Mourning Cards

As I mentioned before, I had to write mochuu hagaki mourning cards this year instead of nengajo New Year’s cards because of my grandmother’s death. My friend told me exactly what to write and when to send them, so I was only left with finding cards onto which to print the text.

Usually, the Japanese standard postcards for various occasions have already printed fields for the seven-digit post code, and usually this is in red. For mourning cards, this must be in black because red is a color that stands for happiness and is thus inappropriate. I was not happy with the cards I could buy, so I decided to design my own, but it proved quite difficult to find postcards with black post code guides. Actually, it proved impossible… So, I ended up buying plain cards in the right size, and I was told that they would work in a standard printer. Once I was ready to print the cards however, it turned out the paper was just a little bit too thick, so I had to give them an extra push to go through the printer…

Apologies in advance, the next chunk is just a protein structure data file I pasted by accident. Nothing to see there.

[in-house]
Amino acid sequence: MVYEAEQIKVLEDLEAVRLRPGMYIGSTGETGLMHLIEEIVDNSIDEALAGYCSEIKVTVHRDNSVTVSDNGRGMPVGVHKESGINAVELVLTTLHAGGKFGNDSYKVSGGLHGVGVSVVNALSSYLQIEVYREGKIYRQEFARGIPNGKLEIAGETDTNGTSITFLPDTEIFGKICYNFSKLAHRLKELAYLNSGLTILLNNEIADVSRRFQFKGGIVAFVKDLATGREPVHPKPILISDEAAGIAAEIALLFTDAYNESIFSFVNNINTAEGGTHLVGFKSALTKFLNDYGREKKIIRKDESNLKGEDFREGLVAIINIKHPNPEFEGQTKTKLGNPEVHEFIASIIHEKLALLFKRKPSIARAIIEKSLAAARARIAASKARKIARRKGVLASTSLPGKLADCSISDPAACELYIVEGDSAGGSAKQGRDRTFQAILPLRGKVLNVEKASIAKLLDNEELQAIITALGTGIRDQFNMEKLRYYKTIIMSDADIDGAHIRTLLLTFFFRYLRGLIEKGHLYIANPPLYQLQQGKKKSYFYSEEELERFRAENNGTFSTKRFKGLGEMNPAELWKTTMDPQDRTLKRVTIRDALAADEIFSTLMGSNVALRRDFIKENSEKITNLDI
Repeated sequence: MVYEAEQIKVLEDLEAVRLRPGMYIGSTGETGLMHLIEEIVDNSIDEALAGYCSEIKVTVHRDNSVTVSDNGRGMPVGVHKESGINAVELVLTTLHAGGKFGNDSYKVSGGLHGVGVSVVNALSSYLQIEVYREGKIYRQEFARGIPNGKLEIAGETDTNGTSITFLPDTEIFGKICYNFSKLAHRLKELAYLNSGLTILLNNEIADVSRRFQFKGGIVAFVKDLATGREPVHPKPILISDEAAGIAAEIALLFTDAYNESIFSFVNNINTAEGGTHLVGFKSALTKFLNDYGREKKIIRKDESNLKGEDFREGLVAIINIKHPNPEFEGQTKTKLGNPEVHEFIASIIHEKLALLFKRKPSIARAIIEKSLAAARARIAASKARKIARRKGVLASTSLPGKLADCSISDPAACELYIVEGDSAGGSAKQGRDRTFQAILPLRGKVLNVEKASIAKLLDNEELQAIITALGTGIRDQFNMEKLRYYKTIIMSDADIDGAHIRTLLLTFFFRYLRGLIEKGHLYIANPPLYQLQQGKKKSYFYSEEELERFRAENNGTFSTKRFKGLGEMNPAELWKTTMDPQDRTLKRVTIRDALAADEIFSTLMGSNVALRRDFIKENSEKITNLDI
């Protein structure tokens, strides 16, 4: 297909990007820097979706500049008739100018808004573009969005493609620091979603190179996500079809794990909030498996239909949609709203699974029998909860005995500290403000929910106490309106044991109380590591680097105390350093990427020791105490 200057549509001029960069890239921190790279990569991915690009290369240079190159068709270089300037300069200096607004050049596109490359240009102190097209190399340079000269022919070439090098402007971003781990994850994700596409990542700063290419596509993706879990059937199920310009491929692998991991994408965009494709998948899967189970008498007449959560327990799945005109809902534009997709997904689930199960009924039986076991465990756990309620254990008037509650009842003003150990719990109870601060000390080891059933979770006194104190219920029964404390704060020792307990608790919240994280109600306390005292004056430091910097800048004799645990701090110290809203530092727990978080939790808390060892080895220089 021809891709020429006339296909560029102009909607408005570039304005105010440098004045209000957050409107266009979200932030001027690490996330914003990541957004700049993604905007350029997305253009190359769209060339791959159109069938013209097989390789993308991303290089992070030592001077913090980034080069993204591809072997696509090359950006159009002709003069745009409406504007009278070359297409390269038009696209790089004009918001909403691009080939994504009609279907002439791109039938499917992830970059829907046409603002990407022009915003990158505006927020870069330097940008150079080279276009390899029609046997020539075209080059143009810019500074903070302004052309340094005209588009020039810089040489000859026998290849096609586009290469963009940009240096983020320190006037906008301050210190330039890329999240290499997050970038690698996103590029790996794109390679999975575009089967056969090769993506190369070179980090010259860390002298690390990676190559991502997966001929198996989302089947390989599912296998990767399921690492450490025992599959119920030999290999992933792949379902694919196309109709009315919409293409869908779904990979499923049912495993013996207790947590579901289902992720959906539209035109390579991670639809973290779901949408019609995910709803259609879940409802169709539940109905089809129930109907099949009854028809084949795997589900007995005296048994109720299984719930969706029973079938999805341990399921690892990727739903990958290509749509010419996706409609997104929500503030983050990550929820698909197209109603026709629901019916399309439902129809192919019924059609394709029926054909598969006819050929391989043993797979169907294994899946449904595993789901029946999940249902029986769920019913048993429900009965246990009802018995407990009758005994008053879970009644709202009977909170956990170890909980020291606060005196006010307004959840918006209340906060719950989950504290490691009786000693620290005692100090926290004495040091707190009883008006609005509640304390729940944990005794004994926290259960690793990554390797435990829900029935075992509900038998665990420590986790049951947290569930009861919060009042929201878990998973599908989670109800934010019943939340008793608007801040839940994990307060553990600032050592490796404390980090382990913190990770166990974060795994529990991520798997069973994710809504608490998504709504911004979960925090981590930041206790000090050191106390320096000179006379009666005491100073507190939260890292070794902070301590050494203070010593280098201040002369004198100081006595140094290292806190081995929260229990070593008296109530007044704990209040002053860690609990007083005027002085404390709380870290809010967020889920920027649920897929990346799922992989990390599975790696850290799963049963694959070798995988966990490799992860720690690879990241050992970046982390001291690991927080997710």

mochuu hagaki Mourning card

I sent them off last Sunday, on a “Buddha Day” to give the right impression. At the post office, I paid for standard postage, and the lady at the counter had already picked the stamps when she realised that these were mourning cards. She said, “oh, we need different stamps” and instead brought some with a nice chrysanthemum design instead. There are indeed rules for everything in Japan – and I am very happy people are watching out for me everywhere!

Anyway, I thought I’d show you the design for my cards. I had it approved by my friend beforehand, and I already received compliments about the “perfect wording” of the thing.

As you can see, I am on the way to become a perfect Japanese myself. As long as my friends are helping me, that is…

 

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